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The Elimination of Morality strikes at the root of the dominant conception of what medical ethics involves. It addresses the fundamental and timely question of the kind of contribution philosophers can make to the discussion of medico-moral issues and the work of health care professionals. It has two main objectives. The first is to establish the futility of bioethics. Anne Maclean challenges the conception of reason in ethics which is integral to the utilitarian tradition and which underlies the whole bioethical enterprise. She argues that the enterprise is philosophically misguided - philosophers do not possess moral expertise and have no special authority to pronounce upon moral issues. In particular, she shows that judgments about the morality of killing cannot be founded on a prior philosophical theory of 'the value of life'.The final chapter demolishes the 'medical model' of illness and health which give exaggerated powers to the doctor, and proposes a role for the philosopher in medical education which deprofessionalises life and death decisions. The second objective is to expose the inadequacy of a utilitarian account of moral reasoning and moral life.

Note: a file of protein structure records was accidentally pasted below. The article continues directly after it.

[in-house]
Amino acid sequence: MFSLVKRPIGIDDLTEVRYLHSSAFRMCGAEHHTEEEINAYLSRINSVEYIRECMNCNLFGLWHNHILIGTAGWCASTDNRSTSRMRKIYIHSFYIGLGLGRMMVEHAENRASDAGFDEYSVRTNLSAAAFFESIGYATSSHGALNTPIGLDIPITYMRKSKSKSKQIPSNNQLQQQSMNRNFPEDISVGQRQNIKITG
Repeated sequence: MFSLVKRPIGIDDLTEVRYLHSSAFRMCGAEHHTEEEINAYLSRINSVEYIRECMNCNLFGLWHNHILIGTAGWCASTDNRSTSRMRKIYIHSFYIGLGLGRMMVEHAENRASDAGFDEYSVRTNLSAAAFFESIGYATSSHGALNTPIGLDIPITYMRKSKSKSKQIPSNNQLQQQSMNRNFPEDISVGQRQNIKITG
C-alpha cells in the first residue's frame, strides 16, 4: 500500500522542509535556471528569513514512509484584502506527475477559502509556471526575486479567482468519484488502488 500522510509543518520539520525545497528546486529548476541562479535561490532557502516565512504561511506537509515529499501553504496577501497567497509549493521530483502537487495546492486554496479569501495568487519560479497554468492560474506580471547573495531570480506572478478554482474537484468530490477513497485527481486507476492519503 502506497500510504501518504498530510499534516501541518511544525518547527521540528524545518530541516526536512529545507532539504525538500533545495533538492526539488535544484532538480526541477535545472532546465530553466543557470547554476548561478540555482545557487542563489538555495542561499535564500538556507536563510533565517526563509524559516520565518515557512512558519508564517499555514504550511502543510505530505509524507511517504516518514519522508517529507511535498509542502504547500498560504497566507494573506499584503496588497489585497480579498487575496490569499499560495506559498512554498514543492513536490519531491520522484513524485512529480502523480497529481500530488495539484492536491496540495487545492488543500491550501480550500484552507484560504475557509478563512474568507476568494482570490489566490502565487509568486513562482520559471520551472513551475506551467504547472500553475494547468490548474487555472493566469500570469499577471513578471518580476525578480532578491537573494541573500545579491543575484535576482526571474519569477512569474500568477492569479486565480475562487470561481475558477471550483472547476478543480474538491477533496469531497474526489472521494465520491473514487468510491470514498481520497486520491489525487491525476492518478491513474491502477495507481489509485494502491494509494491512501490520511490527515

The author rejects the utilitarian claim that reason demands the rejection of special obligations; nd argues that the utilitarian drive to reduce rational moral judgment to a single form is ultimately destructive of moral judgment as such. Pure utilitarianism eliminates the essential ingredients of moral thinking.